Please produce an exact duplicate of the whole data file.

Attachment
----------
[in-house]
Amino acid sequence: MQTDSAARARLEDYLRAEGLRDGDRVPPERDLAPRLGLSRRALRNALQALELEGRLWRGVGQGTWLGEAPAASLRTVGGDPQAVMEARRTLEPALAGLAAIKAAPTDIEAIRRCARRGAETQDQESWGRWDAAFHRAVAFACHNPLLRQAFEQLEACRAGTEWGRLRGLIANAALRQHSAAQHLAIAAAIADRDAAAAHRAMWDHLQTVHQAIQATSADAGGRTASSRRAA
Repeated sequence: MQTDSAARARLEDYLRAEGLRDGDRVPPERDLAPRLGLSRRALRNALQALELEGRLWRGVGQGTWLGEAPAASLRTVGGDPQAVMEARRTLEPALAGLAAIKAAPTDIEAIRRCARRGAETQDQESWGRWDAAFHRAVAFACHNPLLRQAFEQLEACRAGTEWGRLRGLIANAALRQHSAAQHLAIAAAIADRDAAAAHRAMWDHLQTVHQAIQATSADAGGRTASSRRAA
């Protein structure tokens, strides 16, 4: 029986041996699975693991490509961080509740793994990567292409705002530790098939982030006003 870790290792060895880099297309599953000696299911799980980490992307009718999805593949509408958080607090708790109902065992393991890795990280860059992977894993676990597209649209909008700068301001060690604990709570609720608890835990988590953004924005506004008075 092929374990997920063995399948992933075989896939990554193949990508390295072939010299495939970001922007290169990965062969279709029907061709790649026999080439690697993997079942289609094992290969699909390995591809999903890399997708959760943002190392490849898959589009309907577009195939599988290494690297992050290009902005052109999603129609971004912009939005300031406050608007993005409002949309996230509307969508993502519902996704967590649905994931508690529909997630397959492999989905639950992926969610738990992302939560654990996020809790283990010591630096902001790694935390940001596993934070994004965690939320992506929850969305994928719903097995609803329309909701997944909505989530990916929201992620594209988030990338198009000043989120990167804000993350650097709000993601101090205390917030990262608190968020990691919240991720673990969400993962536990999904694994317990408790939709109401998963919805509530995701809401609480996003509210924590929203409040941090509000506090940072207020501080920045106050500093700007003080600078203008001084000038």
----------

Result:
[in-house]
Amino acid sequence: MQTDSAARARLEDYLRAEGLRDGDRVPPERDLAPRLGLSRRALRNALQALELEGRLWRGVGQGTWLGEAPAASLRTVGGDPQAVMEARRTLEPALAGLAAIKAAPTDIEAIRRCARRGAETQDQESWGRWDAAFHRAVAFACHNPLLRQAFEQLEACRAGTEWGRLRGLIANAALRQHSAAQHLAIAAAIADRDAAAAHRAMWDHLQTVHQAIQATSADAGGRTASSRRAA
Repeated sequence: MQTDSAARARLEDYLRAEGLRDGDRVPPERDLAPRLGLSRRALRNALQALELEGRLWRGVGQGTWLGEAPAASLRTVGGDPQAVMEARRTLEPALAGLAAIKAAPTDIEAIRRCARRGAETQDQESWGRWDAAFHRAVAFACHNPLLRQAFEQLEACRAGTEWGRLRGLIANAALRQHSAAQHLAIAAAIADRDAAAAHRAMWDHLQTVHQAIQATSADAGGRTASSRRAA
């Protein structure tokens, strides 16, 4: 029986041996699975693991490509961080509740793994990567292409705002530790098939982030006003 870790290792060895880099297309599953000696299911799980980490992307009718999805593949509408958080607090708790109902065992393991890795990280860059992977894993676990597209649209909008700068301001060690604990709570609720608890835990988590953004924005506004008075 092929374990997920063995399948992933075989896939990554193949990508390295072939010299495939970001922007290169990965062969279709029907061709790649026999080439690697993997079942289609094992290969699909390995591809999903890399997708959760943002190392490849898959589009309907577009195939599988290494690297992050290009902005052109999603129609971004912009939005300031406050608007993005409002949309996230509307969508993502519902996704967590649905994931508690529909997630397959492999989905639950992926969610738990992302939560654990996020809790283990010591630096902001790694935390940001596993934070994004965690939320992506929850969305994928719903097995609803329309909701997944909505989530990916929201992620594209988030990338198009000043989120990167804000993350650097709000993601101090205390917030990262608190968020990691919240991720673990969400993962536990999904694994317990408790939709109401998963919805509530995701809401609480996003509210924590929203409040941090509000506090940072207020501080920045106050500093700007003080600078203008001084000038």